E1: Who was Emir AbdelKader, the hero of humanity?

In the heart of Middle America, in the northeast corner of the State of Iowa, there’s a small town, a town so tiny it doesn’t even have a traffic light.

In 1846, Timothy Davis founded that settlement, and named it Elkader, after an Algerian Sufi whose exploits had taken the Western world by storm.

What might possess a midwestern American of the 19th century to name his town after a North African Muslim sheikh?

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Transcript

In the heart of Middle America, in the northeast corner of the State of Iowa, there’s a small town, a town so tiny it doesn’t even have a traffic light.

In 1846, Timothy Davis founded that settlement, and named it Elkader, after an Algerian Sufi whose exploits had taken the Western world by storm.

What might possess a midwestern American of the 19th century to name his town after a North African Muslim sheikh?

I’m Muddassar Ahmed from Toledo Society, and I’m excited to welcome you to the first episode of a 3-part series, ‘Who Was Emir Abdel-Kader, the Hero of Humanity?’

Intro:

People might have asked you: ‘If you could meet anyone from history, who would it be?’ Well, I know my answer. It’s The Emir, Abdel-Kader. Emir means ‘Commander of the Faithful.’ It’s a title Abdel-Kader certainly earned.

Because that’s what he was. A Commander. But not just that.

Emir Abdel-Kader was an extraordinary human being who led a phenomenal life, who grew from being an ordinary Algerian Sufi to a world-historical figure with a legacy that stretches across four continents.

I first stumbled upon Abdel-Kader’s legend by listening to a popular song, fittingly enough called ‘Abdel Kader,’ by the famous Algerian Rai singer Cheb Khaled, who also sang the very well-known song ‘Aisha’.

I started out curious, just wondering who the lyrics celebrated, and quickly became fascinated.

Indeed, when Abdel-Kader died, in 1883, the New York Times surveyed the remarkable achievements of his life and wrote that he should be counted one of the few great men of that century.

Abdel-Kader’s one of the most interesting people in history, and yet so few people know about him. How did Abdel-Kader become who he was? Why did Abdel-Kader become who he was?

And how did he end up with a town named after him in Iowa?

Here’s what I learned.

At a time of rampant Islamophobic colonialism, Abdel-Kader profoundly changed how much of the Western world, and many Western leaders, thought about Muslims.

He was an interfaith leader when the world was being divided by wars of religion.

Through his laws of war, he helped inspire the Geneva Convention. In fact, his statue is one of two at the headquarters of the International Red Cross in Geneva.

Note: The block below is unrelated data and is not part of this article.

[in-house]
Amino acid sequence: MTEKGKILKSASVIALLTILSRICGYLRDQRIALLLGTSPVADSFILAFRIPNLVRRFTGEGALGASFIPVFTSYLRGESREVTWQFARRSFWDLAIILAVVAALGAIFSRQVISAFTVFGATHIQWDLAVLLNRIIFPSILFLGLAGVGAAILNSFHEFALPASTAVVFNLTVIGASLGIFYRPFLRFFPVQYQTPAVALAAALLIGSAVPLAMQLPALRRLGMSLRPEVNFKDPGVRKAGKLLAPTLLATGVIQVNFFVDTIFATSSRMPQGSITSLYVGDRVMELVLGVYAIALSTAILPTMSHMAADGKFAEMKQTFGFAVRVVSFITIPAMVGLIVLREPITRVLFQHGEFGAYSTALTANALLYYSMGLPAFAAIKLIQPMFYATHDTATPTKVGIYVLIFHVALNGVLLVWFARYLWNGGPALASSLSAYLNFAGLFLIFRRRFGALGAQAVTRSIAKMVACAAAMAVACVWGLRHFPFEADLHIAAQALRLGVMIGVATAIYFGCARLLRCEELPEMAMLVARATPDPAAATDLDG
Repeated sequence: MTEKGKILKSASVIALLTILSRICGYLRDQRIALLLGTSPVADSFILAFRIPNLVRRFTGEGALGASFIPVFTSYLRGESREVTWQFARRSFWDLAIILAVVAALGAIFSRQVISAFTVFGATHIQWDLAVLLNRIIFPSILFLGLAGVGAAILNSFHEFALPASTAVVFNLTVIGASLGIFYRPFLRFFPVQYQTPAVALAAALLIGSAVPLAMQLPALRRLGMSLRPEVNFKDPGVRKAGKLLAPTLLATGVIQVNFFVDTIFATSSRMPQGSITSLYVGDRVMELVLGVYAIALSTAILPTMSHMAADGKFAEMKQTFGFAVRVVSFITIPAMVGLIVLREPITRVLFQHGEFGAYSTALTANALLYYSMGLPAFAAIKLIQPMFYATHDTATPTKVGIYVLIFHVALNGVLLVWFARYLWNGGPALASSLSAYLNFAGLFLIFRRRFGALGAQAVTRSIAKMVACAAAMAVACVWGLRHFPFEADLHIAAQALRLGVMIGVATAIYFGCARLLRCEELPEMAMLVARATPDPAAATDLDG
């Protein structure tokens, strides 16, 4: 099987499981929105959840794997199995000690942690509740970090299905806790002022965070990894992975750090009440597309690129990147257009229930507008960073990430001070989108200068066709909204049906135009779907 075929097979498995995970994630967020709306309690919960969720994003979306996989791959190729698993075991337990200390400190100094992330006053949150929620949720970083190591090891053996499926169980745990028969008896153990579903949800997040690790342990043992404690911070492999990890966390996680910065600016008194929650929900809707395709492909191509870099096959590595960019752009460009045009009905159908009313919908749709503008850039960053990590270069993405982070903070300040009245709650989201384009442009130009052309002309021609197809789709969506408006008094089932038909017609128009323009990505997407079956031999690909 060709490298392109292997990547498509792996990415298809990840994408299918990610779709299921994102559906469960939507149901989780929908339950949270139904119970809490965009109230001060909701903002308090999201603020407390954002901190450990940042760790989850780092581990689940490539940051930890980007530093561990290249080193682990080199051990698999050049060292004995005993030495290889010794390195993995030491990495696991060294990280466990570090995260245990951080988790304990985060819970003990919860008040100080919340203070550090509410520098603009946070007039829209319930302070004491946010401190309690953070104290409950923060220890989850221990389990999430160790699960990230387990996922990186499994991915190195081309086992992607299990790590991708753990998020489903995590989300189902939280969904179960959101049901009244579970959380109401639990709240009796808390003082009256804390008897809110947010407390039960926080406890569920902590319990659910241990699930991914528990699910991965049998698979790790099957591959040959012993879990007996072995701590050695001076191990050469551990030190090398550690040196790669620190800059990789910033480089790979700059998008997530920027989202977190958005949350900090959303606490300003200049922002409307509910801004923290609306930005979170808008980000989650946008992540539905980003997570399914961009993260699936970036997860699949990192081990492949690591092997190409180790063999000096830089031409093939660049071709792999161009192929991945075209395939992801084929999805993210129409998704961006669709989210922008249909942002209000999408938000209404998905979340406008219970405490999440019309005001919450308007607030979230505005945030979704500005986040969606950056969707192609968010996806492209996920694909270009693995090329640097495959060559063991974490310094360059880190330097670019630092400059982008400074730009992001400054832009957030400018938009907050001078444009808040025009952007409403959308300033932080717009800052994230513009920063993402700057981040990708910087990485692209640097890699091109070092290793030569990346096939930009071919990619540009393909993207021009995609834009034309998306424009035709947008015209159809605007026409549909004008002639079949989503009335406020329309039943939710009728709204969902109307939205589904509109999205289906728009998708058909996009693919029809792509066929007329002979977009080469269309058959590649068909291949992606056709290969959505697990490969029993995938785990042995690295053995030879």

His life was marked by adventure, courage, resilience, compassion—and, above all else, faith in God and dedication to humanity.

Abdel-Kader was born in 1808, in the town of Mascara, in what is today Algeria and what was then the westernmost frontier of the declining Ottoman Empire.

He came of age in his father’s zawiya, which is kind of like a Sufi lodge.

Like other students in the lodge, he was educated traditionally. Theology, Shariah, Arabic language, and grammar.

By the age of 5, Abdel-Kader could read and write. By the age of 14, he had memorized the Qur’an, earning the title of ‘Hafiz,’ or Protector of Scripture.

A year later, Abdel-Kader went on to advanced study, and was praised for his excellent oratory, his way with poetry, his skill in debating.

So he was, by the standards of then and now, a pretty smart guy. But maybe not so different from other smart guys of his time. But he was destined for greater things, because, in the distance, a storm was brewing.

Europe was rising, and the colonial project was scrambling to plunder Africa. The French looked south across the Mediterranean, and saw a valuable prize in Algeria.

In 1830, the French invaded.

Despite valiant resistance under Hussein Dey, the Ottomans faltered, and Algeria was conquered. Desperately, the local population searched for a champion to expel the invaders.

Abdel Kader would be that hero.

Just two years later, his people elected him Emir, or Commander of the Faithful, and only a year after that, Abdel-Kader had succeeded in uniting the warring tribes of the region, bringing solidarity in a land that had been insecure and unstable.

In 1834, Abdel-Kader’s forces and the French signed the Treaty of Desmichels, which further cemented his reputation as a leader of his people.

Not only was Abdel-Kader a military Commander, though, he’s actually a thoroughly decent man.

His impeccable character meant even his enemies spoke highly of him. It was said that “the generous concern, the tender sympathy” he showed his prisoners was “almost without parallel in the history of war.”

He even showed great respect for the religion of any captives, which as you know, something even modern-day leaders have a really hard time with.

But despite his brilliance as a leader, his personal character, and his skills as a tactician, he was unable to militarily defeat the French.

Indeed, within two decades of the colonial invasion, Abdel-Kader would be a captive of France. A lesser person would have given in to his circumstance, turned to random violence, or to depression.

But Abdel-Kader did not, not just because of his upstanding character, but because he had a greater plan, too.

Abdel-Kader understood that the time for military conflict had passed, and the task of the time was to convince the colonial power of the humanity of its subjects. 

He did so, and became, in captivity, a still greater hero, a living legend on the world stage. A Muslim celebrity—in xenophobic Christian Europe.

Sting music

It so happens that the way Abdel-Kader lived his life in captivity so moved his jailers that it led to his release.